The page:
Twenty-four years ago, then-Texas Gov. Ann Richards delivered the keynote speech to the Democratic National Convention in Atlanta.
One of the biggest applause lines of that memorable speech was when she said, in her unmistakable Texas drawl, that women “can perform [in national politics] — after all, Ginger Rogers did everything that Fred Astaire did, she just did it backwards and in high heels.”
The key to the convention and the fall election is whether Democrats can hold — and expand — their lead among women over the Romney-Ryan ticket. If they can do it, they will win.
A bipartisan poll of female voters conducted last week by Republican Kellyanne Conaway and Democrat Celinda Lake for the Lifetime television network found that 52 percent support President Obama. Only 36 percent support Mitt Romney. Young women and single women favor Obama by nearly 3-to-1 over Romney.
In 2008, Obama won 56 percent of the women’s vote to John McCainJohn McCainOvernight Cybersecurity: Retired general picked to head DHS | Graham vows to probe Russian election interference Senate holds two-hour Biden lovefest Graham says he'll lead probe of Russian intervention in election MORE’s 43 percent. It was the critical difference in the race. This year, the gap is wider.
Conservative columnist Ann Coulter has correctly pointed out that “in every presidential election since 1950 — except Goldwater in ’64 — the Republican would have won, if only the men had voted.” For this reason, she joked that as a Republican, she feels the 19th Amendment giving women the right to vote was a “rash experiment.”
What happens at the Democratic convention will approach a “rash” appeal to female voters. Could it set off a “culture wars” debate over social values and spark a backlash against the Democrats?
Everything at the convention is scripted, staged and performed for women — especially suburban white women in swing states such as Ohio, Florida and North Carolina.
This convention is breaking records with the number of women featured as top-rank speakers, beginning with first lady Michelle ObamaMichelle ObamaWould it be legal for Trump to give his son-in-law a White House gig? First lady offers touching farewell to White House staffers Michelle Obama on election night: 'I went to bed' MORE. The first lady has a 66 percent approval rating, according to the most recent Gallup poll.
Even more politically potent than the first lady will be a wave of personal stories from lesser-known women about President Obama’s support of equal pay for women, who are now the majority of the American workforce, and women having control of their healthcare decisions.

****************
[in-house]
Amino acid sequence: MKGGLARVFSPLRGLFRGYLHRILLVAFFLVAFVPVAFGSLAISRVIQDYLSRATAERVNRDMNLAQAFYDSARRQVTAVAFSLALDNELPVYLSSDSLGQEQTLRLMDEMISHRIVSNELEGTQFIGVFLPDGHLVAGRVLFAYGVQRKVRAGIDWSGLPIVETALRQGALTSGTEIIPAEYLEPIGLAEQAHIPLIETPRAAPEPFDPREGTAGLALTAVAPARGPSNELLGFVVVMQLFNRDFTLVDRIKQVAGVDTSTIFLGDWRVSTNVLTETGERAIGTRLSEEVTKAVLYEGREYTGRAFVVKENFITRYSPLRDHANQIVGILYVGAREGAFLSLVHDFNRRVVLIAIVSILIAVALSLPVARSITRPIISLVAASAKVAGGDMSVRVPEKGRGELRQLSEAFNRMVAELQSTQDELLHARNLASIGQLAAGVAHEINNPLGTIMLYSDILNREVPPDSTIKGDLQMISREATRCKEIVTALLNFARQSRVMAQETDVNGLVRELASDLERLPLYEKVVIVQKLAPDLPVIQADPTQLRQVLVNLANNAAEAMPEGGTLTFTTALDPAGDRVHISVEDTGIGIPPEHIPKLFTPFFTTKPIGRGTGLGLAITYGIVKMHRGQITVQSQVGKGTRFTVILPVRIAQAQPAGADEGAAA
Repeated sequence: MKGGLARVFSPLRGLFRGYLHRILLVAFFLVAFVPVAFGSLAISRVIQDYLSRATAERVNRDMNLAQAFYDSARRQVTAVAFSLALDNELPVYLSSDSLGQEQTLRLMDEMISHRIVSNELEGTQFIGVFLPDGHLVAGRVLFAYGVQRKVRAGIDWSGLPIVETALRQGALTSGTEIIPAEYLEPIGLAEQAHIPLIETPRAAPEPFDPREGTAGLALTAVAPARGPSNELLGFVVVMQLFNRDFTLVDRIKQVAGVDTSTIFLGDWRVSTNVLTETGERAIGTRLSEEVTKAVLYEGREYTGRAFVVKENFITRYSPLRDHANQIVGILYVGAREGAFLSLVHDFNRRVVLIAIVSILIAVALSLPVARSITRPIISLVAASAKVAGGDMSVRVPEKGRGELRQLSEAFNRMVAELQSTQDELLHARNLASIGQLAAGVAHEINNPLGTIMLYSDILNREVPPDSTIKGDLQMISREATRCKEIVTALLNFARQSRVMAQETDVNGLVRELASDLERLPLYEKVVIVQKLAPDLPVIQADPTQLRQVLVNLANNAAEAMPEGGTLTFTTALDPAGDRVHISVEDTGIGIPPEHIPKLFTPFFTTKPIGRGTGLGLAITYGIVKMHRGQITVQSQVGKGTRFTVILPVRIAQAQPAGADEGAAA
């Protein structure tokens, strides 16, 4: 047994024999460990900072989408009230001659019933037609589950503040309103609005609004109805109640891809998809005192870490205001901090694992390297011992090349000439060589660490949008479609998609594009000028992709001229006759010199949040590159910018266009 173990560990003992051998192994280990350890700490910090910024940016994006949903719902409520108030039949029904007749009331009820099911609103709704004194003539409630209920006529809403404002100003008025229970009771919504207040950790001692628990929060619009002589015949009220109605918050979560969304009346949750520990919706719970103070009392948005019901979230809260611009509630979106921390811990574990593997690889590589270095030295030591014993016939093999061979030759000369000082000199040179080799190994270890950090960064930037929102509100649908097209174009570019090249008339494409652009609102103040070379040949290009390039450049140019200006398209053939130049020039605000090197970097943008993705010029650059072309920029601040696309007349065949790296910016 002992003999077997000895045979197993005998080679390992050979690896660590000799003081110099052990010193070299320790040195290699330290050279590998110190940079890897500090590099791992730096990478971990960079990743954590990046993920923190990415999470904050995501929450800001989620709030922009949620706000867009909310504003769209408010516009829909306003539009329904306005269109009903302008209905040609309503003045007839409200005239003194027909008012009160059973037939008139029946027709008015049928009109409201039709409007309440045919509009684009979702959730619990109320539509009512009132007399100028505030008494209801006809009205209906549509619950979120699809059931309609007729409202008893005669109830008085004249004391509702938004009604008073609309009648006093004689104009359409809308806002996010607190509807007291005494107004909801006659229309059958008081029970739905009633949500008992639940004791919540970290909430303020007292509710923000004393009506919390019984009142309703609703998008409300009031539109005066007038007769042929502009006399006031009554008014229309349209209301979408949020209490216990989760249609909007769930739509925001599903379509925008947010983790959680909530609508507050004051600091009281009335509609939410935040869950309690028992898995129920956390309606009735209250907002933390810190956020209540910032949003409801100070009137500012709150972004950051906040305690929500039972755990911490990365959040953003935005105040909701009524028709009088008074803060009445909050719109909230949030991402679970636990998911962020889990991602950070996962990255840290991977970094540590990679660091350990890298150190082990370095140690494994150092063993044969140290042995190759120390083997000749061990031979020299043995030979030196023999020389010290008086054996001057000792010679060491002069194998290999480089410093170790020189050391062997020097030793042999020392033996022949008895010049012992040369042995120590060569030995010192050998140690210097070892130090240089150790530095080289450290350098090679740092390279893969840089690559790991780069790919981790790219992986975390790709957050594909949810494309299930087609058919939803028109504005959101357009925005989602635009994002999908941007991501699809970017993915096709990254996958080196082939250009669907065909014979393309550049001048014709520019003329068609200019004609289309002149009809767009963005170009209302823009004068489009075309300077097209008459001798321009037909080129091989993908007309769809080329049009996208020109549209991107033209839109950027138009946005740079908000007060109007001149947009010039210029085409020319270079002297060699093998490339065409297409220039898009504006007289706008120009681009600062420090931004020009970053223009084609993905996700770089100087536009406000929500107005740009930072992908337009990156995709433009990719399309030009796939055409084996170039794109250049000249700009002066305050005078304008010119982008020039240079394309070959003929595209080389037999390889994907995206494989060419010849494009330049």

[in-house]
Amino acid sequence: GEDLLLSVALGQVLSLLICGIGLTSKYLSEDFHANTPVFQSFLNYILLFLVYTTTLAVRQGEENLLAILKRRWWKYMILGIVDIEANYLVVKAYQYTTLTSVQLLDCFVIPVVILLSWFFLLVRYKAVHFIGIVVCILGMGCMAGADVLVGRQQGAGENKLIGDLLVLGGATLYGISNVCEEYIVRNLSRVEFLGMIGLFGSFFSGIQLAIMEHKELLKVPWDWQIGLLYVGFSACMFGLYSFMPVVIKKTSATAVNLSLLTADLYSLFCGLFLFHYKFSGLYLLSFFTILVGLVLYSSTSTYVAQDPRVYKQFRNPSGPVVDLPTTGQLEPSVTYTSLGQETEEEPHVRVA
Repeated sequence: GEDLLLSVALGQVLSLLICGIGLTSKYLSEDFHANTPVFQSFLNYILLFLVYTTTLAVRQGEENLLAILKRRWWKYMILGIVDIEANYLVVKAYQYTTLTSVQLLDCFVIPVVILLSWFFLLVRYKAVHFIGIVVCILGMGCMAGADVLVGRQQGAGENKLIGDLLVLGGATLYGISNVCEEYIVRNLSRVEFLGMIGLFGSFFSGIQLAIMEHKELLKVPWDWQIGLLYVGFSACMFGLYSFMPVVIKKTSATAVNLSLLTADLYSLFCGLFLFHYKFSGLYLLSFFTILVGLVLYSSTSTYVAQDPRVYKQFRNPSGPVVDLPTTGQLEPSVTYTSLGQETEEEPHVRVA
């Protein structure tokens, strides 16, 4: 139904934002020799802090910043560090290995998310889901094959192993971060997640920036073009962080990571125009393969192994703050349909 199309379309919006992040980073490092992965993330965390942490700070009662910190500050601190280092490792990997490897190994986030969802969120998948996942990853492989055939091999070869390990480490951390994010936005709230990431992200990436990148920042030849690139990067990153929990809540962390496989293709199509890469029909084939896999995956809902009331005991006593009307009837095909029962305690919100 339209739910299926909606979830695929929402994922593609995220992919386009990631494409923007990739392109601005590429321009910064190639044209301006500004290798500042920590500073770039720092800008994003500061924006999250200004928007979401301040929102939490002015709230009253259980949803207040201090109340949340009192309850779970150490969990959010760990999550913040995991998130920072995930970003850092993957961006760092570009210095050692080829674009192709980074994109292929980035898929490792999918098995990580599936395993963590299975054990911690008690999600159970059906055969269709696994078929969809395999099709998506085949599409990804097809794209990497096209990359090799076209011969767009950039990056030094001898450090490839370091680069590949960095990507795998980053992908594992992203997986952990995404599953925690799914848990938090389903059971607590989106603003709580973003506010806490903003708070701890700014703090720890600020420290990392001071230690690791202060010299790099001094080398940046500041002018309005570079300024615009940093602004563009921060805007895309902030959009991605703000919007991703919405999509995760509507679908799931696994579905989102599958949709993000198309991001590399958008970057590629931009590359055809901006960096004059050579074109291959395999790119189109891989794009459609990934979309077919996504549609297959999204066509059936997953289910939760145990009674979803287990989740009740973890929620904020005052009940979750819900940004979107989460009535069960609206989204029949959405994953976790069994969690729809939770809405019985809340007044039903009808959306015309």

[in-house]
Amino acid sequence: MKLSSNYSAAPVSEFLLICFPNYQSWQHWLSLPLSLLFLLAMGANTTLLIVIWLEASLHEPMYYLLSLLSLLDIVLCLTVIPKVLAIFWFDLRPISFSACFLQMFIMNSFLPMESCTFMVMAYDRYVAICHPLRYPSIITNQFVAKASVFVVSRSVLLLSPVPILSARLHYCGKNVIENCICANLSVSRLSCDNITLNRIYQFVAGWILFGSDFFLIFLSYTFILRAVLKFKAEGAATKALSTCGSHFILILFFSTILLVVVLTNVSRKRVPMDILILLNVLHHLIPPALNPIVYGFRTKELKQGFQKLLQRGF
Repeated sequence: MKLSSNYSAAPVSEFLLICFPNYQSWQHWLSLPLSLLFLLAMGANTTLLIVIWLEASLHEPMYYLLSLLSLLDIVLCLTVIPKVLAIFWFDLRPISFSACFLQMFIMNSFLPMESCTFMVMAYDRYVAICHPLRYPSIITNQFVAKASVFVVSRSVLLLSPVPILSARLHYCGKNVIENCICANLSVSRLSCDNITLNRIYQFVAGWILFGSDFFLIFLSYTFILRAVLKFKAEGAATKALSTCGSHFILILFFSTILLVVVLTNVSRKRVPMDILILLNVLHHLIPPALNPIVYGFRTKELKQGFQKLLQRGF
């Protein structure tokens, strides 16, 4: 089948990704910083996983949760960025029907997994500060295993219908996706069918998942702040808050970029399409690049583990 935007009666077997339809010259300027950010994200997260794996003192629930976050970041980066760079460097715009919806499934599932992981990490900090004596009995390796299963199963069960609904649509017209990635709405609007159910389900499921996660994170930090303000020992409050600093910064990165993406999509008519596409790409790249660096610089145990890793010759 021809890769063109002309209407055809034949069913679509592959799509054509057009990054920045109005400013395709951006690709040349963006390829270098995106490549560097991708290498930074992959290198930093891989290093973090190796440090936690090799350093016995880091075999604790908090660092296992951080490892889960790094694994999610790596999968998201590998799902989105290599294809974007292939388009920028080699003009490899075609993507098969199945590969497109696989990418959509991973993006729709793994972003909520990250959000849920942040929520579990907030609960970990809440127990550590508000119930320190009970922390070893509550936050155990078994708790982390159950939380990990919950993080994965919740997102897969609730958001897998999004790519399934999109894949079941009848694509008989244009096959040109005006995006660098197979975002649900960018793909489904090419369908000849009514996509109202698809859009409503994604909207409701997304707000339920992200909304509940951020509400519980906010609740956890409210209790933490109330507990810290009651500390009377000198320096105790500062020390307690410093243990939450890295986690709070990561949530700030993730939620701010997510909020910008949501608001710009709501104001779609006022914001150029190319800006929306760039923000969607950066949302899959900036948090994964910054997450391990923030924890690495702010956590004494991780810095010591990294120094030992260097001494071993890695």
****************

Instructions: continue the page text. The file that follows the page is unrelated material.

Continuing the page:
Leading these female speakers is Sandra Fluke. The 31-year-old Georgetown University law graduate set off charges of a GOP “war on women” earlier this year when she testified before Congress on the importance of health insurance coverage for contraceptives.
Fluke was invited by congressional Democrats to speak after House Republicans held a hearing about contraceptive coverage — contending it was a violation of religious liberty — without inviting a single female witness.
Fluke is likely to tell the convention the same personal story she told Congress. One of her friends was diagnosed with polycystic ovarian syndrome and was unable to get the medicine she needed — to stop cysts from growing -— through her insurance plan at Georgetown, a Jesuit school, because it also could be used for birth control. Her friend later had to undergo surgery to remove an ovary because of a growth the size of a tennis ball, Fluke testified.
Fluke was called a “slut” and a “prostitute” by Rush Limbaugh for what he described as her request for taxpayers to pay for her birth control. The president responded with a personal phone call to Fluke. And now Democrats are embracing Fluke as a political symbol.
Fluke’s message will be reinforced by Cecile Richards, the president of the Planned Parenthood Federation of America and Ann Richards’s daughter. She will make it clear that Democrats will continue federal funding for Planned Parenthood, while Republicans want to eliminate it.
That message is a big winner for Democrats because polls show women are overwhelmingly on Planned Parenthood’s side in this debate. All these speakers will likely mention that 47 million women can now get free preventive healthcare under ObamaCare.
The Democrats also plan to go after female voters with an appeal to equal pay. The first bill President Obama signed into law was the Lily Ledbetter Fair Pay Act of 2009. This law ensures that women who face pay discrimination can’t be denied back pay because of any statute of limitations. And don’t be surprised to hear that President Obama appointed two women, Sonia Sotomayor and Elena Kagan, as justices to the U.S. Supreme Court.
Overall, the Democrats are playing a strong hand with female voters. The only question is whether it is a winning hand.
Juan Williams is an author and political analyst for Fox News Channel.